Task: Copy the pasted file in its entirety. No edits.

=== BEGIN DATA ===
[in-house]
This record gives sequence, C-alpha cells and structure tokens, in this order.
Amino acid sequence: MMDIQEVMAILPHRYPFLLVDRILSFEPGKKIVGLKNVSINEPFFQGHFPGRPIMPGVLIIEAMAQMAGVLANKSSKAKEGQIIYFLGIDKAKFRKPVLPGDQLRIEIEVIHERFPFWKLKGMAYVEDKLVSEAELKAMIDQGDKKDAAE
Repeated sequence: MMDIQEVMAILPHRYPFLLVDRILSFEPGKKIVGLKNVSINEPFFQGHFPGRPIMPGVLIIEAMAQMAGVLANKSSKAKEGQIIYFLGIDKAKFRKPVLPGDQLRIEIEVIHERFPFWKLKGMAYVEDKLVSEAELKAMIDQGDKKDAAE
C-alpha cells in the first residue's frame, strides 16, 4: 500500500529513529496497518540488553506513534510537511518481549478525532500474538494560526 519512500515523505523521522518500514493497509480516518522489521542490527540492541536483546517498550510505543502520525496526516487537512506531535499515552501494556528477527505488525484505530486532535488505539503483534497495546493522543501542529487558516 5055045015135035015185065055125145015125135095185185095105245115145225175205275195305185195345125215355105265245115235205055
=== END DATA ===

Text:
[in-house]
This record gives sequence, C-alpha cells and structure tokens, in this order.
Amino acid sequence: MMDIQEVMAILPHRYPFLLVDRILSFEPGKKIVGLKNVSINEPFFQGHFPGRPIMPGVLIIEAMAQMAGVLANKSSKAKEGQIIYFLGIDKAKFRKPVLPGDQLRIEIEVIHERFPFWKLKGMAYVEDKLVSEAELKAMIDQGDKKDAAE
Repeated sequence: MMDIQEVMAILPHRYPFLLVDRILSFEPGKKIVGLKNVSINEPFFQGHFPGRPIMPGVLIIEAMAQMAGVLANKSSKAKEGQIIYFLGIDKAKFRKPVLPGDQLRIEIEVIHERFPFWKLKGMAYVEDKLVSEAELKAMIDQGDKKDAAE
C-alpha cells in the first residue's frame, strides 16, 4: 500500500529513529496497518540488553506513534510537511518481549478525532500474538494560526 519512500515523505523521522518500514493497509480516518522489521542490527540492541536483546517498550510505543502520525496526516487537512506531535499515552501494556528477527505488525484505530486532535488505539503483534497495546493522543501542529487558516 5055045015135035015185065055125145015125135095185185095105245115145225175205275195305185195345125215355105265245115235205055